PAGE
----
Awards & Recognition

Match Day 2024

Herbert Wertheim College of Medicine achieved a 100% placement rate

The countdown reached zero, streamer cannons erupted, and the long-awaited moment arrived. FIU medical students opened the envelopes, hoping for a perfect match.

Match Day is a significant event for medical students, symbolizing the culmination of years of hard work and dedication. It's a day filled with excitement, nervousness, and anticipation as students learn the residency program, where they will continue their medical training and begin their careers as physicians. This is called a match.

For the second consecutive year, the Herbert Wertheim College of Medicine achieved a 100% placement rate, with all 113 graduating students securing residency programs.

Emotions flooded the room as students and their loved ones burst out in screams, hugs, and tears. A once distant milestone, accomplished.

Michael Qureshi's ambition to become a doctor was inspired by his late uncle, a plumber for a hospital. As a child, Michael accompanied his uncle to the hospital, where his uncle expressed his dream of seeing the boy walk the hospital halls as a doctor. “It was an incredible journey. I couldn’t be happier.” Michael matched in pediatrics with his number one choice, Duke University Medical Center. His uncle would be proud.

Brenda Abreu Molnar knew landing a highly competitive dermatology residency would be challenging. So, she took a gap year to do research and enhance her chances. It meant waiting an extra year to graduate, but it paid off. Brenda was speechless when she realized she matched at Vanderbilt University Medical Center. "She deserves it. She's worked hard," said her sister Diana, a pediatrician who got her M.D. from FIU in 2017.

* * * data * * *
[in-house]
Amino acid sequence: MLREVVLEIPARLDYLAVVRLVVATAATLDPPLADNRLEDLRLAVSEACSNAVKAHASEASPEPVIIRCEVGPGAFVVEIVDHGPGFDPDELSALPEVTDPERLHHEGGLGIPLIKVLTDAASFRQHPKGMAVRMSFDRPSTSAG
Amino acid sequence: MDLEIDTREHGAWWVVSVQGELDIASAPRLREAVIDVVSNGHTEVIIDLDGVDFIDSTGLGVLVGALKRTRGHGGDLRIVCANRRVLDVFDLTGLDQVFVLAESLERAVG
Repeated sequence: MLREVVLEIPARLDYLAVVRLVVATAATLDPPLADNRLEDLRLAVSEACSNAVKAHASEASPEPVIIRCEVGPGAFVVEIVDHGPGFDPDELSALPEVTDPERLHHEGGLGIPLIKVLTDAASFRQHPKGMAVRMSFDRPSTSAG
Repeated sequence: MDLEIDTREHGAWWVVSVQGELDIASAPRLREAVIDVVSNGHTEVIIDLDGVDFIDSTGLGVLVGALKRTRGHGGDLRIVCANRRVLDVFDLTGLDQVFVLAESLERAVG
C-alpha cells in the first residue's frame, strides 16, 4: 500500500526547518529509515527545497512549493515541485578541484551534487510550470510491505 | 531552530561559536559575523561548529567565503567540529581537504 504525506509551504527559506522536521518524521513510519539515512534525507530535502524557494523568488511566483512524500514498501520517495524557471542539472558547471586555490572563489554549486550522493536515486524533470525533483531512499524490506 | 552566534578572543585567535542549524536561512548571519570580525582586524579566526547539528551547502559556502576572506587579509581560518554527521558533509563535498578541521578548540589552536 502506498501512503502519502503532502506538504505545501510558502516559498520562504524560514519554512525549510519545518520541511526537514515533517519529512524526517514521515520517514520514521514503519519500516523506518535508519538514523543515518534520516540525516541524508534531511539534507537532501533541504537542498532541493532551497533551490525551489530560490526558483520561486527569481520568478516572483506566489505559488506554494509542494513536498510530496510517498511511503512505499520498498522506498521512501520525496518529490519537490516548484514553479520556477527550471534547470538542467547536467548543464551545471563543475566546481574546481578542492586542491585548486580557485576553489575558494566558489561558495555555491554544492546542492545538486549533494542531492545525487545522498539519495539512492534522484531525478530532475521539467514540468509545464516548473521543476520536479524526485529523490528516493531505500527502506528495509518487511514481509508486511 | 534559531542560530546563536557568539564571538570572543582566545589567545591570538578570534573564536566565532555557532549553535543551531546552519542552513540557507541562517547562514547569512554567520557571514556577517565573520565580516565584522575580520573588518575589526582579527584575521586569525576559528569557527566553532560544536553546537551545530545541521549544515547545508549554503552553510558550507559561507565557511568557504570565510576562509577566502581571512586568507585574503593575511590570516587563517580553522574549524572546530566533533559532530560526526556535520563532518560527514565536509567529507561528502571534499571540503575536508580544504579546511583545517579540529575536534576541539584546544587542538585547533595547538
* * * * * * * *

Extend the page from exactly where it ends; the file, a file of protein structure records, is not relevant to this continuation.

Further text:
The Class of 2024 will be making its mark nationwide with program matches in 23 states and some of the most competitive residency specialties, including ophthalmology, dermatology, urology, and plastic surgery. Notably, 42% of the class will continue their medical training in Florida, and nearly a third will stay in South Florida. This is important because there is a critical physician shortage, and young doctors tend to set up practice in the area where they perform their residency.

Speaking to the future physicians, Dr. Juan Cendan, the medical school dean, reminded the students that the "envelope is the name on a door." The door opens possibilities but does not define their journey. They'll be responsible for seizing opportunities and creating their own paths.

Watch the entire Match Day webcast